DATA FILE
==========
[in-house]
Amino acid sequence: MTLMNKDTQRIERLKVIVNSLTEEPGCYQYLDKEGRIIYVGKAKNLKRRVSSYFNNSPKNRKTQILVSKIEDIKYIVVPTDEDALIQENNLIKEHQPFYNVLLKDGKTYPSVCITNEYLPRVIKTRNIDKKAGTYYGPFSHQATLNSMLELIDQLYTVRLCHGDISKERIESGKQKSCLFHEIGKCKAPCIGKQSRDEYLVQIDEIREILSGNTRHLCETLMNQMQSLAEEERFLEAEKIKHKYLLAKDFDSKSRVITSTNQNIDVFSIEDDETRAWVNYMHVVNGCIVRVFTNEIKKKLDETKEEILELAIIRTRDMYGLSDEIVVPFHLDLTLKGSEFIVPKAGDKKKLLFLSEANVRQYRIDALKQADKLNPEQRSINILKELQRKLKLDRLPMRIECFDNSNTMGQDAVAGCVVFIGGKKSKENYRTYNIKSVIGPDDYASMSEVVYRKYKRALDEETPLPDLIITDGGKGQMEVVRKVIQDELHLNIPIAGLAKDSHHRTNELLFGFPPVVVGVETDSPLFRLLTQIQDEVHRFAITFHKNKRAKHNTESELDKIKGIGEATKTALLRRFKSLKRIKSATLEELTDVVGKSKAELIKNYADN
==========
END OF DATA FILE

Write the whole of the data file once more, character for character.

[in-house]
Amino acid sequence: MTLMNKDTQRIERLKVIVNSLTEEPGCYQYLDKEGRIIYVGKAKNLKRRVSSYFNNSPKNRKTQILVSKIEDIKYIVVPTDEDALIQENNLIKEHQPFYNVLLKDGKTYPSVCITNEYLPRVIKTRNIDKKAGTYYGPFSHQATLNSMLELIDQLYTVRLCHGDISKERIESGKQKSCLFHEIGKCKAPCIGKQSRDEYLVQIDEIREILSGNTRHLCETLMNQMQSLAEEERFLEAEKIKHKYLLAKDFDSKSRVITSTNQNIDVFSIEDDETRAWVNYMHVVNGCIVRVFTNEIKKKLDETKEEILELAIIRTRDMYGLSDEIVVPFHLDLTLKGSEFIVPKAGDKKKLLFLSEANVRQYRIDALKQADKLNPEQRSINILKELQRKLKLDRLPMRIECFDNSNTMGQDAVAGCVVFIGGKKSKENYRTYNIKSVIGPDDYASMSEVVYRKYKRALDEETPLPDLIITDGGKGQMEVVRKVIQDELHLNIPIAGLAKDSHHRTNELLFGFPPVVVGVETDSPLFRLLTQIQDEVHRFAITFHKNKRAKHNTESELDKIKGIGEATKTALLRRFKSLKRIKSATLEELTDVVGKSKAELIKNYADN